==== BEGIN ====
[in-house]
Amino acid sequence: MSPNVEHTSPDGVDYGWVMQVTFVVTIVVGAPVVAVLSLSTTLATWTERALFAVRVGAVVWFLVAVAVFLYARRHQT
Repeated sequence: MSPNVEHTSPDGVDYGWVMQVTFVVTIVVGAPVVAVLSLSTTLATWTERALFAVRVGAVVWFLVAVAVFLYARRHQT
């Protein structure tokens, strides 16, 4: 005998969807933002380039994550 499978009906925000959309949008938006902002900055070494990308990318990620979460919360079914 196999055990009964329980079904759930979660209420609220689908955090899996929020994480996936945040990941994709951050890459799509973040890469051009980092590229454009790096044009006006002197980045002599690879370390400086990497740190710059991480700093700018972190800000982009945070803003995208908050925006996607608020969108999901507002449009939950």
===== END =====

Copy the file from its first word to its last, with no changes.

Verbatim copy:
[in-house]
Amino acid sequence: MSPNVEHTSPDGVDYGWVMQVTFVVTIVVGAPVVAVLSLSTTLATWTERALFAVRVGAVVWFLVAVAVFLYARRHQT
Repeated sequence: MSPNVEHTSPDGVDYGWVMQVTFVVTIVVGAPVVAVLSLSTTLATWTERALFAVRVGAVVWFLVAVAVFLYARRHQT
């Protein structure tokens, strides 16, 4: 005998969807933002380039994550 499978009906925000959309949008938006902002900055070494990308990318990620979460919360079914 196999055990009964329980079904759930979660209420609220689908955090899996929020994480996936945040990941994709951050890459799509973040890469051009980092590229454009790096044009006006002197980045002599690879370390400086990497740190710059991480700093700018972190800000982009945070803003995208908050925006996607608020969108999901507002449009939950």